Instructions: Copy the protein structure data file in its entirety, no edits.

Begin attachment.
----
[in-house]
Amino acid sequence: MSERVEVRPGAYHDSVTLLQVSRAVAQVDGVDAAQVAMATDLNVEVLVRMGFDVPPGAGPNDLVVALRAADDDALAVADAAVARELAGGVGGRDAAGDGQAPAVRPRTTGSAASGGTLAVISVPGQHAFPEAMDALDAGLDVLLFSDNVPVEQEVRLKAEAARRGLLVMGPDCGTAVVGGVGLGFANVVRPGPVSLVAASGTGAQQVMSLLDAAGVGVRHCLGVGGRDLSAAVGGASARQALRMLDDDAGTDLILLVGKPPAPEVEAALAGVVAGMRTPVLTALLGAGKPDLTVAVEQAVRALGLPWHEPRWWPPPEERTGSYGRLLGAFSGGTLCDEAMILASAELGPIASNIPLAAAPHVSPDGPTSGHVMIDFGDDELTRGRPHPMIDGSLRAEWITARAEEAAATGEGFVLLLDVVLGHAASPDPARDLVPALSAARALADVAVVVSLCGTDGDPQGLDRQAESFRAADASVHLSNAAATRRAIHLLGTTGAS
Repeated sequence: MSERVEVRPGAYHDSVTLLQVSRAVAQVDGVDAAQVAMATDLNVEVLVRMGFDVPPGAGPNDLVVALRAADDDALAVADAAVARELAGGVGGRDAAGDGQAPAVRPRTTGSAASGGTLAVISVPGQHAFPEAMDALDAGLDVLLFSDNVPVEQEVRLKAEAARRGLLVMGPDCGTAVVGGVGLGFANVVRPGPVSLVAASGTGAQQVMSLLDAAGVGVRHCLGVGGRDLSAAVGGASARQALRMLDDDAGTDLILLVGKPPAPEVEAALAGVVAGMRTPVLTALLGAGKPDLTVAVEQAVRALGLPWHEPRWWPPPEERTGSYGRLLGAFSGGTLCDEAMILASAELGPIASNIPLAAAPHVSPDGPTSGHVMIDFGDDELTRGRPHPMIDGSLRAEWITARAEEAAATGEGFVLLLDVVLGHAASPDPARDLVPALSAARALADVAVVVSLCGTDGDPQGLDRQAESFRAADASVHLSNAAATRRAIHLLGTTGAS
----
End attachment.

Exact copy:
[in-house]
Amino acid sequence: MSERVEVRPGAYHDSVTLLQVSRAVAQVDGVDAAQVAMATDLNVEVLVRMGFDVPPGAGPNDLVVALRAADDDALAVADAAVARELAGGVGGRDAAGDGQAPAVRPRTTGSAASGGTLAVISVPGQHAFPEAMDALDAGLDVLLFSDNVPVEQEVRLKAEAARRGLLVMGPDCGTAVVGGVGLGFANVVRPGPVSLVAASGTGAQQVMSLLDAAGVGVRHCLGVGGRDLSAAVGGASARQALRMLDDDAGTDLILLVGKPPAPEVEAALAGVVAGMRTPVLTALLGAGKPDLTVAVEQAVRALGLPWHEPRWWPPPEERTGSYGRLLGAFSGGTLCDEAMILASAELGPIASNIPLAAAPHVSPDGPTSGHVMIDFGDDELTRGRPHPMIDGSLRAEWITARAEEAAATGEGFVLLLDVVLGHAASPDPARDLVPALSAARALADVAVVVSLCGTDGDPQGLDRQAESFRAADASVHLSNAAATRRAIHLLGTTGAS
Repeated sequence: MSERVEVRPGAYHDSVTLLQVSRAVAQVDGVDAAQVAMATDLNVEVLVRMGFDVPPGAGPNDLVVALRAADDDALAVADAAVARELAGGVGGRDAAGDGQAPAVRPRTTGSAASGGTLAVISVPGQHAFPEAMDALDAGLDVLLFSDNVPVEQEVRLKAEAARRGLLVMGPDCGTAVVGGVGLGFANVVRPGPVSLVAASGTGAQQVMSLLDAAGVGVRHCLGVGGRDLSAAVGGASARQALRMLDDDAGTDLILLVGKPPAPEVEAALAGVVAGMRTPVLTALLGAGKPDLTVAVEQAVRALGLPWHEPRWWPPPEERTGSYGRLLGAFSGGTLCDEAMILASAELGPIASNIPLAAAPHVSPDGPTSGHVMIDFGDDELTRGRPHPMIDGSLRAEWITARAEEAAATGEGFVLLLDVVLGHAASPDPARDLVPALSAARALADVAVVVSLCGTDGDPQGLDRQAESFRAADASVHLSNAAATRRAIHLLGTTGAS